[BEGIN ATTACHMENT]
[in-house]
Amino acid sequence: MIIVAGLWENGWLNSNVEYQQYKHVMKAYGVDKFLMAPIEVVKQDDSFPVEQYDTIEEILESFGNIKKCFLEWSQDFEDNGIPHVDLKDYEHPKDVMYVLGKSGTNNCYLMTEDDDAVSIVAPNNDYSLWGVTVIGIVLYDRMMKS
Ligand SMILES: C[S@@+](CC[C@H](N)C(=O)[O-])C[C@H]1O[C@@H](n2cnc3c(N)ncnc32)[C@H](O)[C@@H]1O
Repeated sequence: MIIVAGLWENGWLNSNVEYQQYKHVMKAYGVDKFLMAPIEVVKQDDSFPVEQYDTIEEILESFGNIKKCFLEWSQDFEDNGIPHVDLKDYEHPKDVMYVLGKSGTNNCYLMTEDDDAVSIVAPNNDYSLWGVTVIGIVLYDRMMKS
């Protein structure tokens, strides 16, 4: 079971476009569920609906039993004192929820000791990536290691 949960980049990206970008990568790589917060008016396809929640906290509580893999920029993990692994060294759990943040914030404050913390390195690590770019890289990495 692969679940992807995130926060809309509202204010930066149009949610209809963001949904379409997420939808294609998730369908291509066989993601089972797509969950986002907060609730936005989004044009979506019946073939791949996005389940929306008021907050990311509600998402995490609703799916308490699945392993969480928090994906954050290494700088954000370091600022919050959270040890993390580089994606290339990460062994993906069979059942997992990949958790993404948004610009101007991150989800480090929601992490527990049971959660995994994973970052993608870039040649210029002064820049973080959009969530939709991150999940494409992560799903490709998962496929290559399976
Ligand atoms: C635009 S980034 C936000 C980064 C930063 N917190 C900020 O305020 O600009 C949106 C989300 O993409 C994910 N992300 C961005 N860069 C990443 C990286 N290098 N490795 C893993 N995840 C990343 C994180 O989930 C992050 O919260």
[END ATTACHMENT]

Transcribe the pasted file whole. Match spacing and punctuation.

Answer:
[in-house]
Amino acid sequence: MIIVAGLWENGWLNSNVEYQQYKHVMKAYGVDKFLMAPIEVVKQDDSFPVEQYDTIEEILESFGNIKKCFLEWSQDFEDNGIPHVDLKDYEHPKDVMYVLGKSGTNNCYLMTEDDDAVSIVAPNNDYSLWGVTVIGIVLYDRMMKS
Ligand SMILES: C[S@@+](CC[C@H](N)C(=O)[O-])C[C@H]1O[C@@H](n2cnc3c(N)ncnc32)[C@H](O)[C@@H]1O
Repeated sequence: MIIVAGLWENGWLNSNVEYQQYKHVMKAYGVDKFLMAPIEVVKQDDSFPVEQYDTIEEILESFGNIKKCFLEWSQDFEDNGIPHVDLKDYEHPKDVMYVLGKSGTNNCYLMTEDDDAVSIVAPNNDYSLWGVTVIGIVLYDRMMKS
């Protein structure tokens, strides 16, 4: 079971476009569920609906039993004192929820000791990536290691 949960980049990206970008990568790589917060008016396809929640906290509580893999920029993990692994060294759990943040914030404050913390390195690590770019890289990495 692969679940992807995130926060809309509202204010930066149009949610209809963001949904379409997420939808294609998730369908291509066989993601089972797509969950986002907060609730936005989004044009979506019946073939791949996005389940929306008021907050990311509600998402995490609703799916308490699945392993969480928090994906954050290494700088954000370091600022919050959270040890993390580089994606290339990460062994993906069979059942997992990949958790993404948004610009101007991150989800480090929601992490527990049971959660995994994973970052993608870039040649210029002064820049973080959009969530939709991150999940494409992560799903490709998962496929290559399976
Ligand atoms: C635009 S980034 C936000 C980064 C930063 N917190 C900020 O305020 O600009 C949106 C989300 O993409 C994910 N992300 C961005 N860069 C990443 C990286 N290098 N490795 C893993 N995840 C990343 C994180 O989930 C992050 O919260």